A:  There were aspects of lightkeeping that were found in few other jobs, and sometimes no other jobs.  The main characteristic of the lightkeeper was solicitude.  Early on, before the Lighthouse Service began regulating the job and assigning several personnel or relief keepers to lighthouses, lightkeepers worked 365 days a year, 24 hours a day.  It was truly a full time job, and it could be dangerous and exhausting.  Lightkeepers were expected to accept great personal risk during storms, wars, and other catastrophes; and they were required to rescue, house, and care for survivors of shipwrecks, as well as their neighbors, who also might be refugees from storms that carried away their homes.  Everyday life itself presented its own special problems, especially if the keeper and family were isolated on a remote island or headland.  Things like food and fresh water were often difficult to get and keep.  There was loneliness and anxiety.  It was hard to get mail, fetch a doctor, or send the children to school.  Living next to the sea exacted a price in loss of life and property.  There were good things, of course.  Lightkeepers were witness to incredible sights of nature, they had the sea for a playground and, when the fishing was good, a supermarket.  They were respected government servants, venerated for their virtuous duty.  And they must have experienced enormous job satisfaction knowing they were saving lives and shining a light to guide "those in peril on the sea."  The stories of lightkeeping are striking for their special, sea-spun character.  Think of all the joys and challenges that faced lightkeeping families, because they lived on or by the sea and had to keep a light through every kind of pleasure and tragedy.  No one will ever live that life again, because lightkeeping is obsolete.

Q:  Guardians of the Lights is a collection of stories about lightkeeping that exemplifies the life of the lightkeeper in America.  Is there one particular story that's your favorite?
A:  As an author, I have a special feeling for all the stories I write. I love them all.  When I give my slide talk on lighthouse keepers, there are a few stories that always touch the audience more than others — make them laugh or sigh or gasp in surprise.  The story about the baby found in a box from a shipwreck off Hendricks Head Lighthouse is a touching one; so is the story about the rock garden on Mount Desert Rock Light, planted from soil brought out from the mainland.  I think people like these stories because they show the strength of character lightkeepers had and how they overcame adversity.  The story of the bull at Destruction Island who thought the lighthouse foghorn was a rival bull always brings a hearty laugh.  People are amazed, too, at the bird attacks and the storm stories and their attendant rescues.  I suppose my favorite story is the one I delight so much in telling — I call it "Buried and Married in the Same Day."  It's in the first chapter of Guardians, and it brings both a tear and a chuckle.  It's about a Massachusetts lightkeeper who takes his fragile new bride to live at remote Egg Rock Lighthouse.  She becomes ill and dies the first winter.  The keeper cannot get her ashore for a proper funeral, so he makes a coffin, places her in it, and puts her in the oil house to freeze.  In the spring, he takes her body ashore and has a quick funeral service.  Not wanting to return alone to the dismal isle lighthouse, he finds a willing spinster and gets married that very same afternoon.  His new wife returns with him to the lighthouse before sunset.

Q:  Was isolation, then, the most difficult aspect of lightkeeping?
A:  In most cases it was.  I think it really depended on the assignment.  Some isolated lighthouses were wonderful assignments, like Kilauea in Hawaii and Sanibel in Florida.  But those that were separated from land by difficult stretches of water had their problems.  St. George Reef Light was one; so were the lights at Farallon and Minots Ledge.  If you got sick on these stations, and the sea was too rough, you couldn't get ashore to a hospital, and a doctor couldn't get to you.  Sometimes people died.  Kids couldn't get to school; delivery of supplies was at the whim of the sea.  Loneliness made life on remote lighthouses difficult too.  The Lighthouse Service eventually forbade families to live at isolated stations.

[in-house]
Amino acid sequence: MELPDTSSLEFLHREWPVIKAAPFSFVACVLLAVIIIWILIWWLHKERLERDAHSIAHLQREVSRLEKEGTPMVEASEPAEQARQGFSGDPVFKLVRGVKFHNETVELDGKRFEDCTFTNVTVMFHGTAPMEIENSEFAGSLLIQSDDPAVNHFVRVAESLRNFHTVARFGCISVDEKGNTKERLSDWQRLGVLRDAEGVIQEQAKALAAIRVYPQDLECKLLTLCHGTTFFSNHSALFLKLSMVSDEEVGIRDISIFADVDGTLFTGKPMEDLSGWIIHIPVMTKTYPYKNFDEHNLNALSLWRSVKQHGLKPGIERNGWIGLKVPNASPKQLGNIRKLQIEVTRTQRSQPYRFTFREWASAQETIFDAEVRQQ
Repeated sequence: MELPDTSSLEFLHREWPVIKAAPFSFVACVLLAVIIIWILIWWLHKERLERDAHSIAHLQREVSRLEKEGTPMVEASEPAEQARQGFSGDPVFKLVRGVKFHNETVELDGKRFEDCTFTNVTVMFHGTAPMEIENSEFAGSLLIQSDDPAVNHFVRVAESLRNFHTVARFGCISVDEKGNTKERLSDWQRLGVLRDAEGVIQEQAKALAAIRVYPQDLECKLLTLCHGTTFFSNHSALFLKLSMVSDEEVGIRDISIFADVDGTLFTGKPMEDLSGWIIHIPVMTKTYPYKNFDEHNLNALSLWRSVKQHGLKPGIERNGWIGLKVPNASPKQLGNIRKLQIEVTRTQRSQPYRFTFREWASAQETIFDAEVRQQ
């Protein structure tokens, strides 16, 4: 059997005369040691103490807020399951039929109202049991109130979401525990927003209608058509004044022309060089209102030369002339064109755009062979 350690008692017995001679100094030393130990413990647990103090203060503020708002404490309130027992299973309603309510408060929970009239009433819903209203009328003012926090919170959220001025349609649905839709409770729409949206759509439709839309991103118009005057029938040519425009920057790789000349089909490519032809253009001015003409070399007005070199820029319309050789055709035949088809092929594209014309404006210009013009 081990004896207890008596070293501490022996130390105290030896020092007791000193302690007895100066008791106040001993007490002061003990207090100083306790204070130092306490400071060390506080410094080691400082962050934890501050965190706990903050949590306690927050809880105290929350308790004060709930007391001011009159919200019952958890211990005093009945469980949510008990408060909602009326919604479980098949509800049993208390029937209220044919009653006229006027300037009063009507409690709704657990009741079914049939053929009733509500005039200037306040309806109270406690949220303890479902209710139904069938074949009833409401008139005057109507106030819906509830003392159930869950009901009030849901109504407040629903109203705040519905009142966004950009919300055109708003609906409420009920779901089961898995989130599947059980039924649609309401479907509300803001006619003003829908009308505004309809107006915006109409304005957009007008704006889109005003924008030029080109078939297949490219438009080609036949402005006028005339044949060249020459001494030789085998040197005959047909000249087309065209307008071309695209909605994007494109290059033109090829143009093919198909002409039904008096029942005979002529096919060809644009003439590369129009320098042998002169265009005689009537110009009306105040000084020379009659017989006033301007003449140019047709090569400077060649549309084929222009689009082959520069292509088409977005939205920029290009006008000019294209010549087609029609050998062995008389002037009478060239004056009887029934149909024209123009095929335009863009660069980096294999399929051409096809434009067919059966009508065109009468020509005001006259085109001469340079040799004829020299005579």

Q:  What do you think the future holds for lighthouses now that the lightkeeping profession has ended and many electronic advances are replacing lighthouses?
A:  It's true we don't need lighthouses anymore — traditional lighthouses, that is.  The modern navigator has much more accurate and dependable systems available, such as GPS.  But any navigator, from the small boater to the skipper of a huge tanker, will tell you there's something very comforting about seeing a lighthouse and using its beacon to determine position or guide a vessel to safe harbor.  No matter how sophisticated the electronics become, we still feel more at ease when there's visual confirmation.  This is sentimentality, of course.  It's not easy to grab hold of new technology without a pang of regret at letting go of the old, especially when the old is as beautiful and nostalgic as a lighthouse.  I think lighthouses will become obsolete someday, maybe soon.  Many of them already are.  The small boater still needs them, but the day will come when even he or she won't.  Then it will be up to the public to see that these old relics are saved.  We'll have to decide which ones are worth saving, because it's going to be difficult, if not impractical, to save them all.  We're experiencing that now.  Many communities are angry with the Coast Guard and their local governments because a beloved lighthouse is deteriorating or being vandalized or slated for demolition.  It's important that we decide what to save and then do a commendable job saving it.  A retired lighthouse deserves respect.  It shouldn't have to masquerade as a gift shop, a hamburger stand, or a decoration on a mini golf course.  There are plenty of willing souls out there who'll scrape and paint and sweep to keep a lighthouse, even after it's been retired.  I call them the "New Keepers."